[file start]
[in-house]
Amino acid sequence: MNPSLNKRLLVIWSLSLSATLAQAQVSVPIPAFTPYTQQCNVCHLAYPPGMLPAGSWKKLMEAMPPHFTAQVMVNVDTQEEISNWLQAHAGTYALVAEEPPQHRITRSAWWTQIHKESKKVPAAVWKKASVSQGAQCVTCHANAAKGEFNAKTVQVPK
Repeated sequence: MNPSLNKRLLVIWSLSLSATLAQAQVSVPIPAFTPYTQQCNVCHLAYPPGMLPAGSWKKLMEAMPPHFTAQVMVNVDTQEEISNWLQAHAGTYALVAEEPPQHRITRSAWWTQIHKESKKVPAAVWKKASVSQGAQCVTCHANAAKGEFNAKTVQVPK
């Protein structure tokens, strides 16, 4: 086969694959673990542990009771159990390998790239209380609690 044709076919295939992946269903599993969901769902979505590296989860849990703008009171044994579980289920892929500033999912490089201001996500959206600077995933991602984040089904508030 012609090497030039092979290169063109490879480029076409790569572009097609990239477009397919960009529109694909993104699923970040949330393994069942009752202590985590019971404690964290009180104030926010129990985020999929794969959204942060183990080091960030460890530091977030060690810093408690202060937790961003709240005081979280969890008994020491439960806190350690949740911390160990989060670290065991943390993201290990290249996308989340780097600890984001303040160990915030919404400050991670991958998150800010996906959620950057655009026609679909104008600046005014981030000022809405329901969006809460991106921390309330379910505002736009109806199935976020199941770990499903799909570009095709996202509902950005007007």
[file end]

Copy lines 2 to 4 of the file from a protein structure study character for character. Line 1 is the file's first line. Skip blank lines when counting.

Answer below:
Amino acid sequence: MNPSLNKRLLVIWSLSLSATLAQAQVSVPIPAFTPYTQQCNVCHLAYPPGMLPAGSWKKLMEAMPPHFTAQVMVNVDTQEEISNWLQAHAGTYALVAEEPPQHRITRSAWWTQIHKESKKVPAAVWKKASVSQGAQCVTCHANAAKGEFNAKTVQVPK
Repeated sequence: MNPSLNKRLLVIWSLSLSATLAQAQVSVPIPAFTPYTQQCNVCHLAYPPGMLPAGSWKKLMEAMPPHFTAQVMVNVDTQEEISNWLQAHAGTYALVAEEPPQHRITRSAWWTQIHKESKKVPAAVWKKASVSQGAQCVTCHANAAKGEFNAKTVQVPK
């Protein structure tokens, strides 16, 4: 086969694959673990542990009771159990390998790239209380609690 044709076919295939992946269903599993969901769902979505590296989860849990703008009171044994579980289920892929500033999912490089201001996500959206600077995933991602984040089904508030 012609090497030039092979290169063109490879480029076409790569572009097609990239477009397919960009529109694909993104699923970040949330393994069942009752202590985590019971404690964290009180104030926010129990985020999929794969959204942060183990080091960030460890530091977030060690810093408690202060937790961003709240005081979280969890008994020491439960806190350690949740911390160990989060670290065991943390993201290990290249996308989340780097600890984001303040160990915030919404400050991670991958998150800010996906959620950057655009026609679909104008600046005014981030000022809405329901969006809460991106921390309330379910505002736009109806199935976020199941770990499903799909570009095709996202509902950005007007």